Adventures in Cheesmaking

This all started out as a curiosity. Like most stuff we eat there is a rich history behind it. Centuries of experimentation. Cheese is just another example.

From the horse back tribes of the Asian Steppes to the Silk Road camel caravans to Romans Legions to European Monks to today, milk was a great source of nutrition but spoiled quickly and was heavy to transport.

The answer was cheese.

Saturday, October 8, 2011

Sage Darby

We have a great crop of sage in the herb garden - in the next couple of weeks I will use it to make a great pepper and sage Darby

Base recipe
Derby Cheese
This cheese, pronounced "Darby" originated in the country of Derbyshire, England. It is similar to cheddar but has higher moisture content and ages more quickly.

I made this cheese last winter and we enjoyed it but it wasn't spectacular. In fact, most of my cheese was good, but not spectacular. This year, I started using my clabber/buttermilk in place of mesophilic starter culture. This cheese went from mediocre to great. In fact, since I am terrible at letting cheese age, I tested it at two weeks and it was really good. I can't wait to see what it tastes like with a little age on it. Well, that's assuming I can actually get some age on wheel before eating it all!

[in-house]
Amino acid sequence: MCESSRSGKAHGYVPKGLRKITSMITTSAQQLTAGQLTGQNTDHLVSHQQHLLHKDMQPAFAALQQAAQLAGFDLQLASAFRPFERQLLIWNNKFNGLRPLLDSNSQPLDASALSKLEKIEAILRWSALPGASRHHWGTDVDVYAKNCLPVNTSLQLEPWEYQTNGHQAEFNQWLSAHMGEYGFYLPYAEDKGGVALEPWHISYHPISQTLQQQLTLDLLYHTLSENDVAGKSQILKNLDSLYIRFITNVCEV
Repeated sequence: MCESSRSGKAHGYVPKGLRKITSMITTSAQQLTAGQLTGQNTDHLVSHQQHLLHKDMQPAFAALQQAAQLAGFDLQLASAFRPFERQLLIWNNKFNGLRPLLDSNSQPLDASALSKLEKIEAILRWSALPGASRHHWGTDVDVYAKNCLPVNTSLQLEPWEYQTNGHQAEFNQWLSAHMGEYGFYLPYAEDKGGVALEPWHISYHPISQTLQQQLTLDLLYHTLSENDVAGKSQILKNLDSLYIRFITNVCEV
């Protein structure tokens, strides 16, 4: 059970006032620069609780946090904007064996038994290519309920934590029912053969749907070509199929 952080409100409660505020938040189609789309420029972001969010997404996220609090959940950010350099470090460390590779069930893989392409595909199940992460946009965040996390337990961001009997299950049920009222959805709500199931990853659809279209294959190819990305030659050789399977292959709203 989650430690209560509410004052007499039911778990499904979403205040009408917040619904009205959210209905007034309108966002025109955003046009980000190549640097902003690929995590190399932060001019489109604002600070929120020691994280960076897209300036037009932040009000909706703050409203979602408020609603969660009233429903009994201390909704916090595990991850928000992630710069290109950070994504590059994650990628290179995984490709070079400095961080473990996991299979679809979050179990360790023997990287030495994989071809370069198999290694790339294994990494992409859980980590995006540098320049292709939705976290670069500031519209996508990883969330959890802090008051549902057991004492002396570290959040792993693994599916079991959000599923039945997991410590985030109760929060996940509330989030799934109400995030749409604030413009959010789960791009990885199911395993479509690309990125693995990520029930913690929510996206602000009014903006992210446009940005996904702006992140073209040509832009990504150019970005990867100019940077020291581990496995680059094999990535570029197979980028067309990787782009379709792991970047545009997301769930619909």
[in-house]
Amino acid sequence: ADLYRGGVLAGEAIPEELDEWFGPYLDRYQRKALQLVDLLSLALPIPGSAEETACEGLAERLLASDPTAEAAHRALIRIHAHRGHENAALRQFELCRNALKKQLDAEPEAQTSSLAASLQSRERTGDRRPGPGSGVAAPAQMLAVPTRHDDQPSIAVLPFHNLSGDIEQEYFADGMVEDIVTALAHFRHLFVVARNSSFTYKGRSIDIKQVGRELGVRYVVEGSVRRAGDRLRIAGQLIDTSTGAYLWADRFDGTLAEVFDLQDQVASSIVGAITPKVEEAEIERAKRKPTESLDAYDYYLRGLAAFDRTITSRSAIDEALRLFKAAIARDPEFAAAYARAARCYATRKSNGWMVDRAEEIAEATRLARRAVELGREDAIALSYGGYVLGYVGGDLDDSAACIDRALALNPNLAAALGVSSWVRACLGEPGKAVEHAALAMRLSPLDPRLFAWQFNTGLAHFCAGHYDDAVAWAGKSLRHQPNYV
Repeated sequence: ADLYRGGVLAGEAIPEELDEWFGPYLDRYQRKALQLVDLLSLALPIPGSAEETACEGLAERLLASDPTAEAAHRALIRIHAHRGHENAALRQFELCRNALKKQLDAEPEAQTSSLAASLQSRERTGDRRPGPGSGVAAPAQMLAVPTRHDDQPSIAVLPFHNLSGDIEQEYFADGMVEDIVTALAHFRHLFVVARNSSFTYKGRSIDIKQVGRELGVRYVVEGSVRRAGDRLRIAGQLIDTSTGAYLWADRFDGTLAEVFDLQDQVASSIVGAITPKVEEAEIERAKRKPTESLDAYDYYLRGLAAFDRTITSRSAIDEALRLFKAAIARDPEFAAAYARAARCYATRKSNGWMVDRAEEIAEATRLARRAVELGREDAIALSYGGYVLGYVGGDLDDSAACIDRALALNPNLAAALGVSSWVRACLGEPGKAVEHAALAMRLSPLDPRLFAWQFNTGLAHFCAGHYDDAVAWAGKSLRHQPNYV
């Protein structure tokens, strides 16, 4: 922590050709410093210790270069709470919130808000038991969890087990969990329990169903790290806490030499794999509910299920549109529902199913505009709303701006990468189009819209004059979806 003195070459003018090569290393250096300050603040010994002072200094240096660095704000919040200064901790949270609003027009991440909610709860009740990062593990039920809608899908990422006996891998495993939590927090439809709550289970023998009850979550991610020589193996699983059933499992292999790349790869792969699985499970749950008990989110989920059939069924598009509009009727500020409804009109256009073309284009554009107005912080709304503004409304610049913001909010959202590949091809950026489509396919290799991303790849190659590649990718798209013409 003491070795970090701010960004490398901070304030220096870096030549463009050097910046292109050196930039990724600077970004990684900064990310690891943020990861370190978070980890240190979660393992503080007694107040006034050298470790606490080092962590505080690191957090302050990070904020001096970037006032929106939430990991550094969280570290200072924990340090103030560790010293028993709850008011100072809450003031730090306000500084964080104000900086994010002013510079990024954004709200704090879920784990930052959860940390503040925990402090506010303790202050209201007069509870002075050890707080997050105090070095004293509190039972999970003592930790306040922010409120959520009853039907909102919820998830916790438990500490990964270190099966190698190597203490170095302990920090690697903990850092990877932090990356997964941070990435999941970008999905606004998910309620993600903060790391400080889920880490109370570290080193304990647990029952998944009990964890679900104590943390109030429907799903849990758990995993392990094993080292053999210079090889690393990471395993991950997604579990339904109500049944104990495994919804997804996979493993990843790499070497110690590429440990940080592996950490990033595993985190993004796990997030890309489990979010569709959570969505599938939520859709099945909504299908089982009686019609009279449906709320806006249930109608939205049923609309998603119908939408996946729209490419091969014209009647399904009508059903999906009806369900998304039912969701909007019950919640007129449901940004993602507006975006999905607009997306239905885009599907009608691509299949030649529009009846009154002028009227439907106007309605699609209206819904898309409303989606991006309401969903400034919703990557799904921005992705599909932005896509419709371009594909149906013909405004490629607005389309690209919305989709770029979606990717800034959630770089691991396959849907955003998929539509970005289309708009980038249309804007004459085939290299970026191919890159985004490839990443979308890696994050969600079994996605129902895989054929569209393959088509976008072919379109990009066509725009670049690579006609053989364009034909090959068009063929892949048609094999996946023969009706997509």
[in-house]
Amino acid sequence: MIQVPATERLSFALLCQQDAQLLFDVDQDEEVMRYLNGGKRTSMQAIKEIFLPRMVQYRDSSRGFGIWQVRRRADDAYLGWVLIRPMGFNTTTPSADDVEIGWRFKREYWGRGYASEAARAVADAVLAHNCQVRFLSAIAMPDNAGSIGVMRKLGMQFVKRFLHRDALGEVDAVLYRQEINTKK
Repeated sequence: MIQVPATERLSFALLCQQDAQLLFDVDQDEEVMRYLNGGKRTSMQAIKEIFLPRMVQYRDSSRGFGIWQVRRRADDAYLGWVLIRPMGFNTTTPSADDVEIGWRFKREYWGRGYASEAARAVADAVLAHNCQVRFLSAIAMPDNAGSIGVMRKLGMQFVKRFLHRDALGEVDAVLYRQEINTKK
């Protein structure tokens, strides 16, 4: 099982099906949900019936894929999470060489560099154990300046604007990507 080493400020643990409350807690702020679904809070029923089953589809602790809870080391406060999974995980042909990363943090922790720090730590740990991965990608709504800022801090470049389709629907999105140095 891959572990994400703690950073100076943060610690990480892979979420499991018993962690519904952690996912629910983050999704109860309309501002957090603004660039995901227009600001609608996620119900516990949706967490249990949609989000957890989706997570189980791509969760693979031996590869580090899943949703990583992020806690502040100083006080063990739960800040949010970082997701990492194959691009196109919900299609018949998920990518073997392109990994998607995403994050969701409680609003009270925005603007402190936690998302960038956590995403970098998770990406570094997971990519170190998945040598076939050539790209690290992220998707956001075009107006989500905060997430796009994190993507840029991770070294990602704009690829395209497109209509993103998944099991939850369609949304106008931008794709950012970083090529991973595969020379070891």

• Preparation time: 4 Hours
  • Pressing Time: 26 Hours
  • Aging Time: 1-2 Months
  • Makes 4 pounds

  • 4 gallons of whole milk
  • 2 cubes or 1/4 c mesophilic starter culture (I use buttermilk/clabber)
  • 1/2 tablet rennet, dissolved in 1/2 cup cool water
  • 1/4 cup salt

  • Heat milk to 84 degrees F. Add starter culture, mixing well. Cover and let ripen 30 minutes.
  • Add dissolved rennet, stirring well. cover and let sit 45 minutes.
  • Cut the curd into 1/2" cubes.
  • Heat slowly to 94 degrees, stirring the curds by hand. This should take 30 minutes.
  • Let the curds settle for 30 minutes.
  • Drain the whey and allow curds to sit in colander for 30 minutes.
  • Cut into four slabs. Stack slabs on top of each other, reversing their order every 20 minutes for one hour.
  • Tear slabs into pea sized pieces. Sprinkle 1/4 cup salt over curds. Mix well.
  • Pack curds into a cheesecloth lined mold.
  • Apply 10 pounds pressure for one hour. Flip and repack. Apply 10 pounds pressure for one hour. Flip and repack. Apply 50 pounds pressure for 24 hours.
  • Air dry cheese on a mat for several days until dry to the touch. Turn twice a day.
  • Wax cheese and age it for 1-2 months at 50-55 degrees turning it twice a week.

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